DANBURY, Conn. -- Two Danbury brothers pleaded guilty to federal tax evasion charges connected to their flooring business, according to U.S. Attorney Deirdre M. Daly, U.S. Attorney.
David Benincasa, 34, and Scott Benincasa, 32, both of Danbury, waived their right to indictment and pleaded guilty Wednesday in Hartford federal court to federal tax offenses.
According to court documents and statements made in court, David Benincasa and his brother, Scott Benincasa, were 50 percent owners in Goodhouse Flooring, a business that provides floor installation and flooring products to retail and commercial customers.
David Benincasa assisted Scott Benincasa with the daily operations of the business, but had primary responsibility for the financial aspects of the business. For the 2008-10 tax years, the brothers intentionally understated gross receipts from their business on the Schedule C attached to their respective federal personal income tax filings, authorities said.
During those years, the brothers failed to accurately report the expenses incurred in running their business, as they paid certain laborers who worked for their business in cash and then failed to reflect the cash payments on their filed returns, authorities said.
The additional tax due and owing attributable to the Benincasas' criminal conduct is $238,274 and $47,076, respectively, authorities said.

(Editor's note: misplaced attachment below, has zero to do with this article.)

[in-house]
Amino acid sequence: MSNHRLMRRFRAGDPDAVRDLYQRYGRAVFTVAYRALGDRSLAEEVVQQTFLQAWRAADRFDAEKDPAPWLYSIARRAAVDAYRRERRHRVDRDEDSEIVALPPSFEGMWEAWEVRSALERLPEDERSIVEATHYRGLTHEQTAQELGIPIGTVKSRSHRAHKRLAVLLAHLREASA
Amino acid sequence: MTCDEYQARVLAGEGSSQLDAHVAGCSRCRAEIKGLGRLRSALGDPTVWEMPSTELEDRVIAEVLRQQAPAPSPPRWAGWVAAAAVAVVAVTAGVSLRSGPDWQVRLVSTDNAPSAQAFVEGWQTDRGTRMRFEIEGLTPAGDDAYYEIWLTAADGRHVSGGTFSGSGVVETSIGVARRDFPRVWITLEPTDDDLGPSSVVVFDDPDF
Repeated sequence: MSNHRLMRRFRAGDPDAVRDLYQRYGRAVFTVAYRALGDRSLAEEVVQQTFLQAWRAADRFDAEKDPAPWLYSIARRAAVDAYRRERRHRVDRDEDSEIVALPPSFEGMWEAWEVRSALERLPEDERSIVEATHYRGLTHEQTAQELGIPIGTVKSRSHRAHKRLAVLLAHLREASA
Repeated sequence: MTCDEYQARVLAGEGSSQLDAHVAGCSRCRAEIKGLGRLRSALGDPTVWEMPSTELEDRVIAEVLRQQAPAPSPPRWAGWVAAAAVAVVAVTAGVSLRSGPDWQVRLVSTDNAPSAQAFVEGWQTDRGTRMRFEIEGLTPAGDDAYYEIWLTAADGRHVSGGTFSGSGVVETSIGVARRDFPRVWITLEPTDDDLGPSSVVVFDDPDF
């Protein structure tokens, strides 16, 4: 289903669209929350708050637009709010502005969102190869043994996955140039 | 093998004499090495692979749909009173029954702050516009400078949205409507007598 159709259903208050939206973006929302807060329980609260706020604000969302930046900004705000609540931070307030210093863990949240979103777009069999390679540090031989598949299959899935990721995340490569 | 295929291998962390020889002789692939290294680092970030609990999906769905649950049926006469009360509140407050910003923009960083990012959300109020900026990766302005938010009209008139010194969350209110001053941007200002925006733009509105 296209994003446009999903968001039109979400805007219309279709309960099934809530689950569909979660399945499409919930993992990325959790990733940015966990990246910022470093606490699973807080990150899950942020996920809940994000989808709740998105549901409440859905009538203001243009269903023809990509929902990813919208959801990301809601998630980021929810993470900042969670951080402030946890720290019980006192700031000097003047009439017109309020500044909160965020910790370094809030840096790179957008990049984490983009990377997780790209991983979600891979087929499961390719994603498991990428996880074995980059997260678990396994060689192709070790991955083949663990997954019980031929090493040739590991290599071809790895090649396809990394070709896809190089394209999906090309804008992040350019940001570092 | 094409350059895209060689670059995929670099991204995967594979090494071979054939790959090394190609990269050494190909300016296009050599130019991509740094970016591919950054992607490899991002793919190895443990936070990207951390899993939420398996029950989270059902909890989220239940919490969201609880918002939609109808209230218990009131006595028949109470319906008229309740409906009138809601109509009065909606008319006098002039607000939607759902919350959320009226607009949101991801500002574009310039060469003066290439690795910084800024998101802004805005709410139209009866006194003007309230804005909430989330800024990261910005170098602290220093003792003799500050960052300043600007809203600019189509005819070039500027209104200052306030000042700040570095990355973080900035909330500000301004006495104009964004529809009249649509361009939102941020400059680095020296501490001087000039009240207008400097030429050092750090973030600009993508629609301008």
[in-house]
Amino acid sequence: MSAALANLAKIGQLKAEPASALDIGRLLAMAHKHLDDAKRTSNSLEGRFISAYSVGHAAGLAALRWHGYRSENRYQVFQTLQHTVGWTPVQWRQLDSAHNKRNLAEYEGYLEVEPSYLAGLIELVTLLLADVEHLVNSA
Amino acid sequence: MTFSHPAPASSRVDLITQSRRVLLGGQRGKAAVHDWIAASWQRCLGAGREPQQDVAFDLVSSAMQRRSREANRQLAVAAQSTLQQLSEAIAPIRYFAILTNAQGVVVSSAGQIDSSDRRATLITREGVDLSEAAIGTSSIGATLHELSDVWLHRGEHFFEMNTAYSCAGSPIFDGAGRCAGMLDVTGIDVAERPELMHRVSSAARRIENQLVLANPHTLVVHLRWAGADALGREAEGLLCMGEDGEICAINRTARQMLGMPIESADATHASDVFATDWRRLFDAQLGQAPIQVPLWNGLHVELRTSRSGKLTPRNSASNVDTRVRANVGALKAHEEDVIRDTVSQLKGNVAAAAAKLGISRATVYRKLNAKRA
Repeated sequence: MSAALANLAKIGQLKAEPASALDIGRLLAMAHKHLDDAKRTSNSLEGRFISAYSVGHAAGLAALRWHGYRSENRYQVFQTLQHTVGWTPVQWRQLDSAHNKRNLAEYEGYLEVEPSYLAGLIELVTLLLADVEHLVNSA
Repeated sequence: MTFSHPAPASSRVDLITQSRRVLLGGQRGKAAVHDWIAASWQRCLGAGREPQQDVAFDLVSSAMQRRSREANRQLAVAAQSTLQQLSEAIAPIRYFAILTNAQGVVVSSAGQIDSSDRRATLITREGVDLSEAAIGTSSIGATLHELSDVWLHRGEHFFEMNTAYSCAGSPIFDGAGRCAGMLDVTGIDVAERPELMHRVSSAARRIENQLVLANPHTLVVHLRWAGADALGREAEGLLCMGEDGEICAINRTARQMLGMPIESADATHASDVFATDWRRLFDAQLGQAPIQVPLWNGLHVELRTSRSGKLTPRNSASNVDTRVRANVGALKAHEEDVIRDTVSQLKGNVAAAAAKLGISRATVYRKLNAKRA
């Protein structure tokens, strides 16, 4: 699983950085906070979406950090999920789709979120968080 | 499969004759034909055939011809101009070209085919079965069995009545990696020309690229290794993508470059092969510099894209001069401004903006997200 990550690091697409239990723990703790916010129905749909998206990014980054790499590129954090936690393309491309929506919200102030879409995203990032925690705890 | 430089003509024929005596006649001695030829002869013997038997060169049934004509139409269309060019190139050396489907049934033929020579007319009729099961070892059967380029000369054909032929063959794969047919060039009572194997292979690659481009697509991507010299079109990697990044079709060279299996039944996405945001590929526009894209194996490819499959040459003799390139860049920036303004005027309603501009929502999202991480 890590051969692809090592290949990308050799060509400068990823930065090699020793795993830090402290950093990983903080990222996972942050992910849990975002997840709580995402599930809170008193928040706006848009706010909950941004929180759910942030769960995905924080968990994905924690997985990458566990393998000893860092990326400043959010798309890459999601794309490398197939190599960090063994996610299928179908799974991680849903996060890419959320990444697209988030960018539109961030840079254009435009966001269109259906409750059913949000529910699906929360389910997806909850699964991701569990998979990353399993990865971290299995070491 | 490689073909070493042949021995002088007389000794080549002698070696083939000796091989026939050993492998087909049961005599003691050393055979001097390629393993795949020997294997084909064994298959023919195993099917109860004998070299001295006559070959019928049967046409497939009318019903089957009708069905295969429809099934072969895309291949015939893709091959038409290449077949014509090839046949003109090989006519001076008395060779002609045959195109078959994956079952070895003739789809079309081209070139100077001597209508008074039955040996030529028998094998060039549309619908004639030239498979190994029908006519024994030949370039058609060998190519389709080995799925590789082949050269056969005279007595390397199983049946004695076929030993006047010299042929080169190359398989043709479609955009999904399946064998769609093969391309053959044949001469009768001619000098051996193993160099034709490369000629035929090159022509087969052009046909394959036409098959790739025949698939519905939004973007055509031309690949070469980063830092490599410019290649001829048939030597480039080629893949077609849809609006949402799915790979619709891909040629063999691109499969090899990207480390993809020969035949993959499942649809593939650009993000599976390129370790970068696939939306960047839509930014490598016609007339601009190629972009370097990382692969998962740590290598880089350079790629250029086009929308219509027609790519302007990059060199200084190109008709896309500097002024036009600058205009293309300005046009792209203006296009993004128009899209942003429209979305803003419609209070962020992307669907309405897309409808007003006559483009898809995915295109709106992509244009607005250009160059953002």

In pleading guilty, Scott Benincasa also admitted that, during an IRS civil audit, he submitted a false real estate log and business schedule in an effort to improperly justify previously taken deductions on his 2009 federal personal income tax return.
David Benincasa pleaded guilty to one count of tax evasion, which carries a maximum prison term of five years. He is scheduled to be sentenced by U.S. District Judge Robert N. Chatigny on Jan. 25.
Scott Benincasa pleaded guilty to one count of filing a false tax return, which carries a maximum prison term of three years. He is scheduled to be sentenced by Chatigny on Jan. 21.
Both defendants also will be ordered to pay full restitution, plus applicable interest and penalties.
The announcement was also made by William P. Offord, special agent in charge of IRS Criminal Investigation in New England.
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